John Curtice, the political scientist, observed last week that the Labour Party was no longer the party of the worker. In fact, Curtice suggested, Labour under Jeremy Corbyn had become the party of the youth. There is good reason for thinking this. A number of headline-grabbing manifesto pledges, including the removal of tuition fees, writing off student debt and promising to give 16-year olds the vote, have all indicated a shift away from the traditional Labour heartlands of the Industrial North. However, such a shift should not be overemphasised – youth voters remain chronically disengaged with politics.
Indeed, much was made of the 2017 election, which saw the youth mobilise to deny Theresa May and the Conservatives a majority. However, retrospective analysis of that election showed that voter turnout amongst 18-25-year olds only increased by 2.5 percentage points. And it is unlikely that there will be a dramatic shift in this election. There are two reasons for this: those that we might think of as unchangeable factors, and others that we might call changeable factors.
The unchangeable factors can be fairly neatly grouped into one general idea: young people are simply not exposed to politics as much as older voters. Young people will have had less experience with interest rates and paying taxes, and will have engaged less with the housing market. These are unchangeable because they are purely down to experience: younger people, on average, simply will not have had the chance to buy and sell multiple properties as older voters will have. Therefore, much of the ground that traditional politics is fought over is alien, or at least very new, to younger people. We will come back to this idea shortly.
With that said, engagement with politics shouldn’t be overegged. As Daniel Finkelstein put it recently, almost half (48%) of people have not heard of John McDonnell, and only 18% could accurately place Dominic Cummins. Though, we might conjecture, these numbers are like to be higher amongst younger voters, it doesn’t seem fair to argue that it is just young people who are disengaged.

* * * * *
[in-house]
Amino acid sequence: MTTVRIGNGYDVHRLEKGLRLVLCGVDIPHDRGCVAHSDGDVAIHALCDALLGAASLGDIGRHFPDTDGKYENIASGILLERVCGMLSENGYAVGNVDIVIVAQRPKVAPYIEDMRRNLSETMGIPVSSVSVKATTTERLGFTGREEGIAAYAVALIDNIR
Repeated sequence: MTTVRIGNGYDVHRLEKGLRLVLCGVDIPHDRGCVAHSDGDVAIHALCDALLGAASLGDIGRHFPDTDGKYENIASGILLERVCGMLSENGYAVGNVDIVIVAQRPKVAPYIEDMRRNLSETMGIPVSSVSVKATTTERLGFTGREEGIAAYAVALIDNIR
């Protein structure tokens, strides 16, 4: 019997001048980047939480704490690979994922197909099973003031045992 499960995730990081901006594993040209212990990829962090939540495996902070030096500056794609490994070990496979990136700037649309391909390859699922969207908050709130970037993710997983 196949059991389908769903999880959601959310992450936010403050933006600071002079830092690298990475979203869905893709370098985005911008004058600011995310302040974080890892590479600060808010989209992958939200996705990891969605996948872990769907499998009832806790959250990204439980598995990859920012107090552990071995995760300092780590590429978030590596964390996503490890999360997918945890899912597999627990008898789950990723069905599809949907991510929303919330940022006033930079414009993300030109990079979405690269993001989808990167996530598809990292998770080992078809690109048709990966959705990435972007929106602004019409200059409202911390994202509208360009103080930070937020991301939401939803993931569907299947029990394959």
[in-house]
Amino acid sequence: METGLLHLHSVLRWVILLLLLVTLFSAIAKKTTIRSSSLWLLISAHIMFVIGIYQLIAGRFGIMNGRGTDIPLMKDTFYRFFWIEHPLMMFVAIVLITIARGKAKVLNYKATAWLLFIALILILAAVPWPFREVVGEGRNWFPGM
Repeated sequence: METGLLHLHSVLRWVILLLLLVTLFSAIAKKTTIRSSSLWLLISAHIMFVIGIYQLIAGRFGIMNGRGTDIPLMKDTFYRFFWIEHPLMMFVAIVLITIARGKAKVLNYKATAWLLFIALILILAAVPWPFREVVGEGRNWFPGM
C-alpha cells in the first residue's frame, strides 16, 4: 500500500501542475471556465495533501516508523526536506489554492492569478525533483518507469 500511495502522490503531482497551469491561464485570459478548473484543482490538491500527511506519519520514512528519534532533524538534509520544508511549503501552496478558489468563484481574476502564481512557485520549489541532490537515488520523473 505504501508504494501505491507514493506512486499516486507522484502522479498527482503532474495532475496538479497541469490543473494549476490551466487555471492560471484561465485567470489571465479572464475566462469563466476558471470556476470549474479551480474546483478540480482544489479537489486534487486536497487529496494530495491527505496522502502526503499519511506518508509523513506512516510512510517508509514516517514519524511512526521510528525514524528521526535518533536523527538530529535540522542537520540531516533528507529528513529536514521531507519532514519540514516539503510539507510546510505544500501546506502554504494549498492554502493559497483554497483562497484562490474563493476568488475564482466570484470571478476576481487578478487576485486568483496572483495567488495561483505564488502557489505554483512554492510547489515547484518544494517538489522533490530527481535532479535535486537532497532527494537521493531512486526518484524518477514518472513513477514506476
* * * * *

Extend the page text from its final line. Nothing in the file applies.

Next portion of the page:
On the other hand, we have the changeable factors. These can be grouped into two key ideas: the debates that we have and the way that we discuss them. As we noted a little earlier, the traditional battlegrounds for politics are ones that leave younger people at a disadvantage through their relative lack of engagement with those issues. Though the experience itself is unchangeable, the issues discussed are not. As we have seen, there has been a gradual shift towards issues that younger voters care about – climate change is an excellent example of this. However, modern political debates fail to pre-empt the issues that young people are likely to care about in the next few years, such as the changing demographic and the increasingly need to care for the elderly.
The Under-30s Question Time debate, aired on the BBC this week, might indicate a change in this trend, a “Youthquake 2.0” so to speak. But perhaps the biggest takeaways was the extent to which it was almost indistinguishable from a normal Question Time. The topics, though perhaps more engaging for under 30s, were not uniquely nor disproportionately more important to younger voters.
Likewise, the format itself lent itself to a standard political debate, as did the timing, where parties will have kept at least one eye on getting out a couple of smart general soundbites in the week before the election. This accounts for our second changeable factor – the way politics is done. Younger voters are clearly frustrated about the way the country is run. However, there remains a disconnect between young people and traditional politics. This is perhaps reflected by one of highlights of the Under-30s Question Time: the declaration from Adam Price, the Plaid Cymru leader, that he would make lying by politicians illegal. This idea captures a sense among young voters that politics is not “for” them. A theme that stretched right through the debate was that young people perceive modern political discourse as being built around political points scoring, spinning favourable arguments and ignoring problematic issues than enacting actual change. (This might also explain the popularity of Labour’s aspirational politics). This is an ill fit for a generation who have grown up with the ubiquity of the phrase “Google it” and access to truth at their fingertips.
The makeup of the new government will go a long way to shaping the engagement of younger voters in the years to come. Both parties have an opportunity to develop a different type of politics, one that must, ultimately, incorporate younger voters in a more collaborative way.
Luke Webb is an account executive at The PR Office.